Binge drinking appears to harm the liver more than moderate daily drinking.
Alcohol consumed during just seven weeks of intermittent binge drinking harms the liver in ways that more moderate daily drinking does not, according to researchers at UC San Francisco.
The scientists discovered that just 21 binge drinking sessions in mice were enough to cause symptoms of early-stage liver disease. Binge drinking produced fatty liver tissue and triggered early stages of inflammation, both indicators of alcohol-induced liver disease. Binging also increased the levels of alcohol-metabolizing enzymes, whose activity can produce oxidative damage and other forms of harm to the liver. Their work appears in the Jan. 19, 2017, “EarlyView” online edition of the journal Alcoholism: Clinical and Experimental Research.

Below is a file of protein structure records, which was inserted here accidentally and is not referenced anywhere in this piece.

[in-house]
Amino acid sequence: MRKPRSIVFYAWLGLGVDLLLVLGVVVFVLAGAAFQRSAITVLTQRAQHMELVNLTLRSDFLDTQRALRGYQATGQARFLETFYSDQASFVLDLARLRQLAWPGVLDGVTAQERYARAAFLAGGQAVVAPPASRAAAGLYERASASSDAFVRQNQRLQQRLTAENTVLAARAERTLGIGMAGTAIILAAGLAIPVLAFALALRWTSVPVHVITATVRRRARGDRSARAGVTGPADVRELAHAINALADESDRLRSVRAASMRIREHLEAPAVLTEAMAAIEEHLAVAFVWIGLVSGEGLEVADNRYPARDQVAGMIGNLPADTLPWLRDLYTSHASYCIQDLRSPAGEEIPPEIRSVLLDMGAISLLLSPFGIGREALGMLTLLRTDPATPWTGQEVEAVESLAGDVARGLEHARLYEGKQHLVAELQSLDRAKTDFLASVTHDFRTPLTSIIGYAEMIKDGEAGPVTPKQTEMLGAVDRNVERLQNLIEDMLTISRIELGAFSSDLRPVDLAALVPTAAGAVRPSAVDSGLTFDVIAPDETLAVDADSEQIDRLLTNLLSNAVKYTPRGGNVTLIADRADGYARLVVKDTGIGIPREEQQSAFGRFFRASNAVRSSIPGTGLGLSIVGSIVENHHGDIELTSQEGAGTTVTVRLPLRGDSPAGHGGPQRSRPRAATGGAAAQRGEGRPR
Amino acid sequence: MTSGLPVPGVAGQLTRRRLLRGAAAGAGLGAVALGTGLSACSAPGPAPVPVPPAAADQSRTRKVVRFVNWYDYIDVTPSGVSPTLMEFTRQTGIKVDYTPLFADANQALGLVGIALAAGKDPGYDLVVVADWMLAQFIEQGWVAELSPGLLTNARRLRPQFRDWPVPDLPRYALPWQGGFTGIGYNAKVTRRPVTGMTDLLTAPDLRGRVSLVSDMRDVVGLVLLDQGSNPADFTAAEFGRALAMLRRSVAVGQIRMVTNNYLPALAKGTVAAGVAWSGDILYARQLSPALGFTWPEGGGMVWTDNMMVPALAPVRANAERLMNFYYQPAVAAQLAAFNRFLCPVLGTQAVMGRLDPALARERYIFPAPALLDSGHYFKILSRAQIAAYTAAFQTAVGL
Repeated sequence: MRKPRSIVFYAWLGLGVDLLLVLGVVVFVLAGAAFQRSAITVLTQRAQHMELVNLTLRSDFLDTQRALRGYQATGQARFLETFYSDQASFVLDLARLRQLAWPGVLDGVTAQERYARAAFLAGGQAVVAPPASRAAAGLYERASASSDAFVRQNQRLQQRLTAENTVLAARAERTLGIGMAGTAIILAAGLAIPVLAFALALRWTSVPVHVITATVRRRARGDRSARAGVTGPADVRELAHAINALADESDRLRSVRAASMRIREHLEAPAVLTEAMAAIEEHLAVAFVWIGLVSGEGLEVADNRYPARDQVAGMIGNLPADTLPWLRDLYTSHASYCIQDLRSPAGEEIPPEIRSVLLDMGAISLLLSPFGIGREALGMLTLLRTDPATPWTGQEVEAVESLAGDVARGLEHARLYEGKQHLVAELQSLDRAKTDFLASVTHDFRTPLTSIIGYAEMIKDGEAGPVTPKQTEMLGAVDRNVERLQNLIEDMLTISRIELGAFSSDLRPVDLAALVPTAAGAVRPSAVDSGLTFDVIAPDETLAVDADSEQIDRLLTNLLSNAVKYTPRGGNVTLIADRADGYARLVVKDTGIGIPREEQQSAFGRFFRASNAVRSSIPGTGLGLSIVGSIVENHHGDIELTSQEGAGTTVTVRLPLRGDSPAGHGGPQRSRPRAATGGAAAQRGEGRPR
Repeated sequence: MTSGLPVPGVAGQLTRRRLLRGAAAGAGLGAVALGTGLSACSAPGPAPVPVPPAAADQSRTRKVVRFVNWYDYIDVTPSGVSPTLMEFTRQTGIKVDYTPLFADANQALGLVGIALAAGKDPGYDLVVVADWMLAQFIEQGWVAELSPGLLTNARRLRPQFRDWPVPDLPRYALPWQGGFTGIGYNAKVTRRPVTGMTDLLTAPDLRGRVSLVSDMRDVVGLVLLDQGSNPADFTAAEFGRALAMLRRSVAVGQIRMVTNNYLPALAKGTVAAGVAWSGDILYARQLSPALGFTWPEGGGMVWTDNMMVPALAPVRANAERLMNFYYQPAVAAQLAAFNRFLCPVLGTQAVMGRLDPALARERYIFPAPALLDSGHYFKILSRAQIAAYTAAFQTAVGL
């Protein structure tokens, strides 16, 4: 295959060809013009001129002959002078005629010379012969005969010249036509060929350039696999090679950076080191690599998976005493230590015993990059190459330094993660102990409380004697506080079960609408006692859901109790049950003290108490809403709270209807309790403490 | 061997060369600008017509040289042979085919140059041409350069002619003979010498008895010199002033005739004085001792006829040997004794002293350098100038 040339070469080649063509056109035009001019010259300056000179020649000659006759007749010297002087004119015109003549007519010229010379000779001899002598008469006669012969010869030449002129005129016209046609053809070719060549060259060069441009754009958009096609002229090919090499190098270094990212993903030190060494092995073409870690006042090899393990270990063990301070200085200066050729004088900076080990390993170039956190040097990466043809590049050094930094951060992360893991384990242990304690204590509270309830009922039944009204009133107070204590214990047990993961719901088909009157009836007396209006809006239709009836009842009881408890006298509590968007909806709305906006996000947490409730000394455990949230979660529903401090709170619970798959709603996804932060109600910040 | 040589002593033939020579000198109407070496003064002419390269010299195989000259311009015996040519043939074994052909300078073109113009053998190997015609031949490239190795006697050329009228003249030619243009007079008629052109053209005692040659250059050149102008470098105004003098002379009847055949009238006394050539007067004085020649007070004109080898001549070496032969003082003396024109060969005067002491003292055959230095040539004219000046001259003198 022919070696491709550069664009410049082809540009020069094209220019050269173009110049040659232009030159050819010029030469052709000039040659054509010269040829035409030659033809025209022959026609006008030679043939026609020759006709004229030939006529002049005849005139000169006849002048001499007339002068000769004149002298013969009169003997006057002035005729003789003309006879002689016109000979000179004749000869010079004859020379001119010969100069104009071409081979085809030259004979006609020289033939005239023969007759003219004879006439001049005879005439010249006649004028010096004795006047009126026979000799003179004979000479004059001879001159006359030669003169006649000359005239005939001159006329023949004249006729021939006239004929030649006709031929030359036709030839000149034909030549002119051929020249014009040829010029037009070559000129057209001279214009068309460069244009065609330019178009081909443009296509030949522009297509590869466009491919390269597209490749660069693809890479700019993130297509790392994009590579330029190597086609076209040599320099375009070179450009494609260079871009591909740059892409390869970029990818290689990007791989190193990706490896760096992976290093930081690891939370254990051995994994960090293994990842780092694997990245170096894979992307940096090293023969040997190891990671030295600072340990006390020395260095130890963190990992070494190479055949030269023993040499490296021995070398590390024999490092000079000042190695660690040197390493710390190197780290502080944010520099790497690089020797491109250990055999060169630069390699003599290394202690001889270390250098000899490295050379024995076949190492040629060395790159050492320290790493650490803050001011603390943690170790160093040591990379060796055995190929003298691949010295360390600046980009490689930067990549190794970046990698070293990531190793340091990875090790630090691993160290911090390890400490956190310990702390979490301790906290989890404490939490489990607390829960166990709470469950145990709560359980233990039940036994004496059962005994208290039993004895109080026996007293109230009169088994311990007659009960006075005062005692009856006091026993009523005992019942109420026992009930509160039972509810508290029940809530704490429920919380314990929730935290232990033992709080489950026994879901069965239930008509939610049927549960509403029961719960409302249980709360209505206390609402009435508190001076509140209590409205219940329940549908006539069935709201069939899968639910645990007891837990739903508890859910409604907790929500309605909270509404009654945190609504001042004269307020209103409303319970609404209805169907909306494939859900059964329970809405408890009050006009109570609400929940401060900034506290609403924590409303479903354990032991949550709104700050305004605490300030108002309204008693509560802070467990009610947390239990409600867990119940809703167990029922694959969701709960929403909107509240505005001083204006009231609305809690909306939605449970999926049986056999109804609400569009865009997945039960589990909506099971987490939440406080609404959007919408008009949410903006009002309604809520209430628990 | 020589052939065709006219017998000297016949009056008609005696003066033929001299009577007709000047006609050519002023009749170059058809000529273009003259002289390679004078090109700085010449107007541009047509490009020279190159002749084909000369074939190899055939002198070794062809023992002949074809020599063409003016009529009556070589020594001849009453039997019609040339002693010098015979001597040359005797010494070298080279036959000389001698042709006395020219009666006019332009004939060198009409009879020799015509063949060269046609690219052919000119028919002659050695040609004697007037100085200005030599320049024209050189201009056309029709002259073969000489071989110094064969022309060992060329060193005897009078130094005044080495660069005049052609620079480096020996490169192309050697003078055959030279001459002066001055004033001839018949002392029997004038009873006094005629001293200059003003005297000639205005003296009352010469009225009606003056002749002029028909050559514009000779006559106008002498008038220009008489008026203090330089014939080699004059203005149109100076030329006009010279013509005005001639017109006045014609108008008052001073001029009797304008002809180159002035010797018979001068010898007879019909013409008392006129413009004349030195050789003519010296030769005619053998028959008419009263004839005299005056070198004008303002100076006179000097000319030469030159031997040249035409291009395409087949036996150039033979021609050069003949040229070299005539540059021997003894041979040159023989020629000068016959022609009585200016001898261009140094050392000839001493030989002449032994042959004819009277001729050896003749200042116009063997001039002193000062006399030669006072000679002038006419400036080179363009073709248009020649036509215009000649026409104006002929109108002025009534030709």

Read full article: Binge Drinking May Quickly Lead to Liver Damage | UC San Francisco
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